We see sustainable logistics taking one of two routes. The first: when new warehouses are built, as a matter of sustainability and land use, we should prioritise the conversion of existing properties that are no longer functional or adequate. Rather than using green fields, it would be preferable to use former industrial properties that it no longer makes sense to continue using that way, but that can be converted for logistics use. The second: when we build on a green field, we need to assess the environmental impact of the new construction and try to offset it, for example by planting trees to absorb CO2. Today, many towns are asking logistics developers to use an offset system of this type to compensate for their land use and emissions.

In a broader sense, what are the biggest challenges that real estate will face to meet growing demand for green assets and working towards the Agenda 2030 Sustainable Development Goals?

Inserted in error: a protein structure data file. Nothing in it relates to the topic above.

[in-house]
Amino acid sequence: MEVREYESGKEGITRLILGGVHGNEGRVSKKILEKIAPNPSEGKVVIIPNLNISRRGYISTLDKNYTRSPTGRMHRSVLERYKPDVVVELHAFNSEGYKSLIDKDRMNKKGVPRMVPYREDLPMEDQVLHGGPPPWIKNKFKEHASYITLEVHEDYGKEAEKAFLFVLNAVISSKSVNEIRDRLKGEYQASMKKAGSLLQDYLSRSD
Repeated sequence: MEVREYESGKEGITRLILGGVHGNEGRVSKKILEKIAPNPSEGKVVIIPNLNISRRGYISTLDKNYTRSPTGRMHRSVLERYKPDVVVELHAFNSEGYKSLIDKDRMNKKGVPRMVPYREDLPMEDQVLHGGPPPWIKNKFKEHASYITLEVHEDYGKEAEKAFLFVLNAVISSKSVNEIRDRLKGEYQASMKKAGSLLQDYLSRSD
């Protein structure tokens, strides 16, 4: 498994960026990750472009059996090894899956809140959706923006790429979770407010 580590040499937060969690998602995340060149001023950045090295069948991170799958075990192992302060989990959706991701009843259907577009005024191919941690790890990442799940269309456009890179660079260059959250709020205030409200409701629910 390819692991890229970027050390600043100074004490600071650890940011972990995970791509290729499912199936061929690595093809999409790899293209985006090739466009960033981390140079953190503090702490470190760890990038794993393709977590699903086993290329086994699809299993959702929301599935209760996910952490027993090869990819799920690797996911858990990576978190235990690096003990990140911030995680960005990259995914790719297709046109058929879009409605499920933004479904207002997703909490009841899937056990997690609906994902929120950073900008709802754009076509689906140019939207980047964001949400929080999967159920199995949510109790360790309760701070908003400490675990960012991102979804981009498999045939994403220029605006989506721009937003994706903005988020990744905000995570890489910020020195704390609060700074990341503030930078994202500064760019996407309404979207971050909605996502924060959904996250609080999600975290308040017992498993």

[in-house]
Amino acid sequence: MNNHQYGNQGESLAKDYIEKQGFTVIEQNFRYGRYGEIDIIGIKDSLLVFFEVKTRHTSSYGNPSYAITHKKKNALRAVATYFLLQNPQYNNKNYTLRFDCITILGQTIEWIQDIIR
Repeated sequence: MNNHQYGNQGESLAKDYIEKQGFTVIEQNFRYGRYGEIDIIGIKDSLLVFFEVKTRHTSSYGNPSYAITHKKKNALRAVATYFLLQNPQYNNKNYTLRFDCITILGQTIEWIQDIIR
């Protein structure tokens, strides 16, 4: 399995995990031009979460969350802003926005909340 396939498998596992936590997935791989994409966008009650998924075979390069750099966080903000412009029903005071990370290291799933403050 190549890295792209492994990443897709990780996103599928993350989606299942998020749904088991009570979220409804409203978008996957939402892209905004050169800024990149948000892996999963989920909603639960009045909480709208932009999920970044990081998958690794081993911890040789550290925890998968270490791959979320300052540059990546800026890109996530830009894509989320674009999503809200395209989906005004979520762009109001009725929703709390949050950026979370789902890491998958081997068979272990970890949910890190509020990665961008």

Achieving sustainable development also means designing smart buildings with AI systems that reduce energy consumption, optimise it and manage it more efficiently. There are many new real estate projects that, today, are beginning to have these features. The other issue is LEED certification for buildings constructed according to specific sustainability criteria. For the next 3-5 years, tenants will increasingly demand more properties with LEED certification, especially after the pandemic.

We need to explain what logistics and distribution mean. We need to work on the culture to explain what actually happens inside the various warehouses when an order arrives.

As President of FLC you have seen the rising awareness among young people about maximising social-environmental commitments and creating economic value through sustainability. How much will Gen Z be able to redesign business models and corporate culture in the near future?

We have a large group of young people at FLC, and most are focused on sustainability, so much so that we have had to start up one of four working groups specifically devoted to this issue.